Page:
In keeping with its place as one of the world’s most multi-faceted cities, London has inspired a similarly diverse range of music. From Second World War “forces sweetheart” Vera Lynn right through to contemporary bands like Pulp, these are the songs best capturing the UK capital in verse.
The Streets of London—Song by Ralph McTell
This classic song has to feature in any compilation of the all-time great music about the capital. McTell wrote the song for his debut album, Spiral Staircase, in 1969, but eventually left it out, finding it too depressing. The song was released as a single in 1974 and, sad as it is, has achieved longevity with its poignant lyrics about London’s forgotten poor.
White Man in the Hammersmith Palais—The Clash
Released originally in 1978 as a single featuring a smoking gun on the cover: a picture which would sum up not only the song with its lyrics about the rough nature of South London in the 1970’s with it’s racial conflict, crime and poverty, but much of the music The Clash were producing in the late 1970’s.
A Nightingale Sang in Berkeley Square—Vera Lynn
Vera Lynn wasn’t the first to sing this song but she does give the most memorable rendition of it, and makes one of the few recordings to be sung in its entirety with the original lyrics. It’s a feel-good, romantic song. Berkeley Square is a wealthy square in Central London. The song has featured in several films and also been sung by artists including Fred Astaire. The first recording of the song was in 1940.
Waterloo Sunset—The Kinks
One of the more famous songs about London, this beautiful track from The Kinks at the height of their success in 1967 is, according to Ray Davies, about his sister and her boyfriend, who were about to emigrate. It as an observation by a third party of two lovers crossing Waterloo Bridge.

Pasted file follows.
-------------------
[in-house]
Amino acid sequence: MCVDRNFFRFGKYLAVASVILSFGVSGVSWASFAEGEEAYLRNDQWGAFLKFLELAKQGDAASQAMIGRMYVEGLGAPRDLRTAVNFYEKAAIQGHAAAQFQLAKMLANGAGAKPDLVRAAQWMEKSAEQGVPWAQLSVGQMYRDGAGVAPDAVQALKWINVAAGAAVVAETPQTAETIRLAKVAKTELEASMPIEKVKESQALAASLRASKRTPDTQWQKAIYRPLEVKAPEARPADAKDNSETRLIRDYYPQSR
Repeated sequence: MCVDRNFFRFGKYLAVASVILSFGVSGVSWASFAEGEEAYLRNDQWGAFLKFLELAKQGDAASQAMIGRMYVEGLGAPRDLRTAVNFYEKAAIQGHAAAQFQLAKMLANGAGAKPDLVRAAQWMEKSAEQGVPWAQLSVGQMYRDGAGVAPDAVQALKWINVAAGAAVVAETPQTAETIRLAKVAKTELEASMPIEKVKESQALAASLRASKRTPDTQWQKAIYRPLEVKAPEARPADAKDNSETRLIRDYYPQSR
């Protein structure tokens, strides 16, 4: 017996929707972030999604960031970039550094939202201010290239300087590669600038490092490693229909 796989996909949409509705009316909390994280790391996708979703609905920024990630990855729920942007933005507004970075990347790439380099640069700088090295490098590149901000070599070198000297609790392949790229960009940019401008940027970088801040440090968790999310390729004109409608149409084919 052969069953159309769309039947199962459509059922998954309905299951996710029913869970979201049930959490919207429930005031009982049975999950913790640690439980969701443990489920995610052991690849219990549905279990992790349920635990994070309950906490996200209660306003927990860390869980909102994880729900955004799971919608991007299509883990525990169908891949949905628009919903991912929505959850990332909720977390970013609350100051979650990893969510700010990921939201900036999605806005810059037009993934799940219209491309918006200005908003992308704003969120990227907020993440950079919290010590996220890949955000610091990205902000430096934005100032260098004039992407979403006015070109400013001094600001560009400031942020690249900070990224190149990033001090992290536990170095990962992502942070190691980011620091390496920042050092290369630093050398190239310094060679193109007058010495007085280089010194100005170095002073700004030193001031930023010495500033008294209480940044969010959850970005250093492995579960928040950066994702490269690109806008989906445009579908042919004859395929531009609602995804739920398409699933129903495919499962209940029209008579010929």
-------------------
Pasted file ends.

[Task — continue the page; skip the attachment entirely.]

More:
Rainy Night in Soho—The Pogues
Shane McGowan cranking out about past love in this classic from The Pogues is still a favourite almost twenty years after it was released. Nick Cave and the Bad Seeds also did a good version.
Down in the Tube Station at Midnight—The Jam
This track by The Jam, the second single released from their album “All Mod Cons” describes a man mugged in a railway station late at night. It contrasts the depressing squalor of city blight with the warmth of home.
Twenty-Four Minutes From Tulse Hill—A Carter USM Song
Carter USM recorded plenty of songs about gritty South London, dressing some serious messages in original, quirky lyrics. This one mentions “pit-bull terrorists”, “BMX bandits” and the “brothels of Streatham.”
Itchycoo Park—The Small Faces
This psychedelic pop classic from The Small Faces is supposedly inspired by Manor Park, a London park in the suburb where singer Steve Marriott grew up.
A moving song about leaving one’s girlfriend and family to go to London, this track was on The Smith’s second album “The World Won’t Listen.” Other songs such as Panic get the attention on the album but this is one of the most poignant.
One of the less well-known songs from the hit album “Different Class”, this is a great track about sitting hungover in a London cafe waiting for dawn, expressing regret and disillusionment about the night before.
There are other great London songs — including Lily Allen’s LDN, a wry commentary on various passers-by in the city, and London Dungeon, the Misfits hit song — but the ten listed here best illustrate London life, covering issues such as homelessness, poverty, love and loss in the UK capital. One of the hallmarks of a truly great song is of course its ability to stand the test of time and the lyrics of these ten tracks remain as relevant today as when they were written and recorded.